No need for alarm (?)

I read this news on Bloomberg and I was a bit alarmed by this paragraph:

A number of analysts are already advising investors to steer clear of Finnish government debt. UniCredit Bank AG recommends shorting Finnish 10-year notes and instead buying debt sold by Italy and Germany, equally weighted. HSBC Securities Inc. advises its clients to sell Finnish 10-year bonds and buy similar-maturity Belgian debt instead.

I agree that the Finnish economy is not exactly in good shape, but this advice seems to me a bit panicky. As I recount here, Finland has solid fundamentals in infrastructure and education and innovative capacity. This kind of advice will only drive up the cost of government debt and with the current government induce more cuts in government spending, therefore worsening the economic crisis.

As should be clear to anyone, especially with this new shock, the economic crisis of Finland is fuelled by a lack of aggregate demand, not by structural issues or profligate government spending. This demand-shock comes at a really inconvenient time, but Finland, through its own policy stance re: the economic crisis elsewhere has little space to maneuvre itself out of the position it has gotten itself in. If it is consequent, then it will somehow cut the budget even more, but that makes matters worse. If it is inconsequent, its international credibility will be hurt.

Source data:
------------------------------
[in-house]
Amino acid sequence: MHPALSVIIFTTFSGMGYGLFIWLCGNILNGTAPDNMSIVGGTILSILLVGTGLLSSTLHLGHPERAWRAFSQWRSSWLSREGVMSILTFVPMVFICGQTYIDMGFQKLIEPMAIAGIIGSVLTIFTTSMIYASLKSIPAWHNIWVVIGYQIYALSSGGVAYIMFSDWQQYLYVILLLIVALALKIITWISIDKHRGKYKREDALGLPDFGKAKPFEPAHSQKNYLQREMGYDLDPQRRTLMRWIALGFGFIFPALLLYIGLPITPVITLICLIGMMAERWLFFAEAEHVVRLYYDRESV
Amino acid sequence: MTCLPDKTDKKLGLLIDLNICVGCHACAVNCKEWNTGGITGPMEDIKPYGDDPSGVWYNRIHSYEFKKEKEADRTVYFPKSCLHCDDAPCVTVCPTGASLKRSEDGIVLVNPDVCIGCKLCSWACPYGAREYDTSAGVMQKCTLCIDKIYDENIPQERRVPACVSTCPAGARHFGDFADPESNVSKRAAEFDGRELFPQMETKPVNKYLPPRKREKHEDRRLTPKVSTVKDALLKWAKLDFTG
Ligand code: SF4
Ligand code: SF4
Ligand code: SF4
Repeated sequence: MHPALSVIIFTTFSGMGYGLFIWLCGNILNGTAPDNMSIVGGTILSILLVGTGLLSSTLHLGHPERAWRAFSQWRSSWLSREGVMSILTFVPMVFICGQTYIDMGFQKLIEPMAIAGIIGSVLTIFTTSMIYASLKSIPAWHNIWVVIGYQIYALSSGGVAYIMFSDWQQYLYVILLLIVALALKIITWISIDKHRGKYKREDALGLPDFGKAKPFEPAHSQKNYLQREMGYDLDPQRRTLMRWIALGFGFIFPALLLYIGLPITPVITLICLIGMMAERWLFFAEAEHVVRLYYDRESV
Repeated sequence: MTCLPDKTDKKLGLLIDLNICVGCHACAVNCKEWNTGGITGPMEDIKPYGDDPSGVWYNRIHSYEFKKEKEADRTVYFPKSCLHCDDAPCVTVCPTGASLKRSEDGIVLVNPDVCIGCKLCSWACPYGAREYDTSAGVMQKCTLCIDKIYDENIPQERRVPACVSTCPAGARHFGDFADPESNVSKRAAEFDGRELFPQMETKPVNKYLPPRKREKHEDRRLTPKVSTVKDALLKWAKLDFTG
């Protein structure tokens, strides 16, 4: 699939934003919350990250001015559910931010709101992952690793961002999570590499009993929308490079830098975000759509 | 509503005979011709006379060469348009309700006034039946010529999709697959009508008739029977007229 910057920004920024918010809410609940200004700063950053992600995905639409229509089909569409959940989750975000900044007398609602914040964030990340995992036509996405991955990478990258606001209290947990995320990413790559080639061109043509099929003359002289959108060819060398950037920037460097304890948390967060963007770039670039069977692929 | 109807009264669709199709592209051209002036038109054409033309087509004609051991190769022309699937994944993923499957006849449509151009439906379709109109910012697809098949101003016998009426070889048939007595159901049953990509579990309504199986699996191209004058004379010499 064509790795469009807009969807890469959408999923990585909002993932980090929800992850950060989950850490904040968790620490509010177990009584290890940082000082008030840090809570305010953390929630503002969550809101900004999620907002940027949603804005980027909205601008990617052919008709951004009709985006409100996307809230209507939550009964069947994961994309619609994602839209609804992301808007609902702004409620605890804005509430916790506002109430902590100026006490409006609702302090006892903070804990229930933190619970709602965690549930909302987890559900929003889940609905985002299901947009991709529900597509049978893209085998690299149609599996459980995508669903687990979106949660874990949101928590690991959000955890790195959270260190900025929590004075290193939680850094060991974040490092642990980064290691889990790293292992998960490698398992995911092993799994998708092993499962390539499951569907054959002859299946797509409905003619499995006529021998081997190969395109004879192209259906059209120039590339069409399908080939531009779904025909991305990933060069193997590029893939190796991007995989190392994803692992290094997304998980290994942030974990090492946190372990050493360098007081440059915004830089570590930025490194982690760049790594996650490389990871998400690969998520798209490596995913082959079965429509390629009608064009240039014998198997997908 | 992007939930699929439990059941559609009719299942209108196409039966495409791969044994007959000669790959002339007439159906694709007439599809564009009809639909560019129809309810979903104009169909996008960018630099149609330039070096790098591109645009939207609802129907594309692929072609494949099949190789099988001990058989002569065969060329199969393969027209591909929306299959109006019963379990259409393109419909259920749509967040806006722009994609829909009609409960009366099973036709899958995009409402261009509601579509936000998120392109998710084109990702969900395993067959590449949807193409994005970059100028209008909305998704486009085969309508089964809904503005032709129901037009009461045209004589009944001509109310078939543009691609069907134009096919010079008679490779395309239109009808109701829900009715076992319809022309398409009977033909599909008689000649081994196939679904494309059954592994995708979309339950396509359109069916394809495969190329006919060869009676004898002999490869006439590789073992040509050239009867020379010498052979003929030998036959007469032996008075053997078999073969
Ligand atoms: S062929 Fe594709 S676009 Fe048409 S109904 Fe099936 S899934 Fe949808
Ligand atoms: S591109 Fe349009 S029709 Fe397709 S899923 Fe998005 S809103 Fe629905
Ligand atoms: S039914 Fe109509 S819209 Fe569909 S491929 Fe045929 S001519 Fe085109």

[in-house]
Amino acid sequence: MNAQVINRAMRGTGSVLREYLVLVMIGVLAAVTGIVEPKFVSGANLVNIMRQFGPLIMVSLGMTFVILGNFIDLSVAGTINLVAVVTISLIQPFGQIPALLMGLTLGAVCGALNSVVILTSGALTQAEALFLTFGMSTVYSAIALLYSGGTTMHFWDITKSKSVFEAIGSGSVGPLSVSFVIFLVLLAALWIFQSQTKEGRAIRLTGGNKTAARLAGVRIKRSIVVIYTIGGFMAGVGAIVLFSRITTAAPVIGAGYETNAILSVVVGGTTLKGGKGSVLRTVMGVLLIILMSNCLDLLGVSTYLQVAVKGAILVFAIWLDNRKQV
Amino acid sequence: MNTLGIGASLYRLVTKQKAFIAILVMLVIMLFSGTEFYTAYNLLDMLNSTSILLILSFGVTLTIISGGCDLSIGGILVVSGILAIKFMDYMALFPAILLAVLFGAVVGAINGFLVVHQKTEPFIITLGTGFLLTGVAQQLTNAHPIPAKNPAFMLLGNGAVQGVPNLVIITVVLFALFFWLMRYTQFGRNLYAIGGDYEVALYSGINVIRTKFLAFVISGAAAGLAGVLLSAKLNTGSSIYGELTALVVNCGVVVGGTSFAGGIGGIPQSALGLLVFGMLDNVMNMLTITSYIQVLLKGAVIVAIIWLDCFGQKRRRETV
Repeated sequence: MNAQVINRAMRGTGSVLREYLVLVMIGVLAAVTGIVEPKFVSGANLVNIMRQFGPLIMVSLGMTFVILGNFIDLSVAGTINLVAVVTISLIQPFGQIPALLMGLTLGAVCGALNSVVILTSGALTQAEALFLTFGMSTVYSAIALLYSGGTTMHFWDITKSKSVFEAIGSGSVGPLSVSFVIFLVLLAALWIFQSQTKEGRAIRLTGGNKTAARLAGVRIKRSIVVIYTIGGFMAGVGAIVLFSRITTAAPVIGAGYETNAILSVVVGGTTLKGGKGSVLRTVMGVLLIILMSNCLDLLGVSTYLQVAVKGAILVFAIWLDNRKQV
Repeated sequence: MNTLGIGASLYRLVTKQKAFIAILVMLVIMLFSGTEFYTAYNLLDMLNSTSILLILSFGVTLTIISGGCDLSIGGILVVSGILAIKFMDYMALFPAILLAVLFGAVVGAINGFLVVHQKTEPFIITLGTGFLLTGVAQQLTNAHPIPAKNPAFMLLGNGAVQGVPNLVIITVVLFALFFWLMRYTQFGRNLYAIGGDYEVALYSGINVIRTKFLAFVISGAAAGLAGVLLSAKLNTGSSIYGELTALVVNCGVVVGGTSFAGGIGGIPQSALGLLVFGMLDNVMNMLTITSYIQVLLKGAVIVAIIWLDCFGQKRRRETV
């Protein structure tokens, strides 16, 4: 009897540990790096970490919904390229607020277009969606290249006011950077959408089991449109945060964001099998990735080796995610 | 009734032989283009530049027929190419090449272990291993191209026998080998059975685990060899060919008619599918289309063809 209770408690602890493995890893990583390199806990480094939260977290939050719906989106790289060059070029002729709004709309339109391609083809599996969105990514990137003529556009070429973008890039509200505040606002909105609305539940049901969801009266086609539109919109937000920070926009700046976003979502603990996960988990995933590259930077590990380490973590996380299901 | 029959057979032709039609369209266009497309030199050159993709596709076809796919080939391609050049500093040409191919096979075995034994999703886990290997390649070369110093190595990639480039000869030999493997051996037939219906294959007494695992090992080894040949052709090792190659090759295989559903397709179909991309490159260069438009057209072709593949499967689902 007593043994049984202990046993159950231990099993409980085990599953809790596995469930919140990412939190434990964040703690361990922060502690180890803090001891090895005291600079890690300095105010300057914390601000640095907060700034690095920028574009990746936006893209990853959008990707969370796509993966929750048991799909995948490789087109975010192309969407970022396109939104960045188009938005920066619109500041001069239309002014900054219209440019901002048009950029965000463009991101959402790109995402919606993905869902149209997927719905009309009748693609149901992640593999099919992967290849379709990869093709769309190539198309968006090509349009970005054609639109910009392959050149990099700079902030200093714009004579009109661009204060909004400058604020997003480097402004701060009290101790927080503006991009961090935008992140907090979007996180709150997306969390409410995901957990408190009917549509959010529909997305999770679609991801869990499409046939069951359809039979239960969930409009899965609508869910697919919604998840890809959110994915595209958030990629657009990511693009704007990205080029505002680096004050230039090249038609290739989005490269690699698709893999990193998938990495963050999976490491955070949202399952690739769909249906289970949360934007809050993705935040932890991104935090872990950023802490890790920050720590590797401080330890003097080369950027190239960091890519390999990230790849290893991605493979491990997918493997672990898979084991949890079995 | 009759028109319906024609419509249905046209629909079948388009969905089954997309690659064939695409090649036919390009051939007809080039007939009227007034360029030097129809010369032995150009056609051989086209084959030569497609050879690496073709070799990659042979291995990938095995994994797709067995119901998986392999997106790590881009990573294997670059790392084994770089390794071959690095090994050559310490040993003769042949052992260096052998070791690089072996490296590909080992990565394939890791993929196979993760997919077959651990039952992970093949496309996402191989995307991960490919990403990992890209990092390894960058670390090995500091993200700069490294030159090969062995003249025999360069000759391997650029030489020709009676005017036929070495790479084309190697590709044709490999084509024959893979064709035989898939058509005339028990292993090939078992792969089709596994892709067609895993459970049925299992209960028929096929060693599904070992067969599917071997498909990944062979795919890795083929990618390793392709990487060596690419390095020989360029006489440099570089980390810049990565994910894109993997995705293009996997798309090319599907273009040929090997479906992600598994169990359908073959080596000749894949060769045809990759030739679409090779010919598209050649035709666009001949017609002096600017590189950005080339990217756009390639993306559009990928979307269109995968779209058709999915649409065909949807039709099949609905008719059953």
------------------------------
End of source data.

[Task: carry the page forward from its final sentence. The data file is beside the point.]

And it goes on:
It almost seems there are no good options for Finland at the moment, notwithstanding many great, inventive companies. The key in the dilemma lies in an analysis of the sectors which are hardest hit and whether they can and should be helped. In any case, this is a very difficult problem. I wish the policy makers all the wisdom they have!

Addendum:

From Bloomberg charts, it seems that sovereign bonds are inching higher, and that the spread with Bunds (Green) is growing for Finland (red) and the Netherlands (orange, of course):

Sovereign Bond Yields, from Bloomberg. For Germany, Finland and the Netherlands

Sovereign Bond Yields, from Bloomberg. For Germany, Finland and the Netherlands

 

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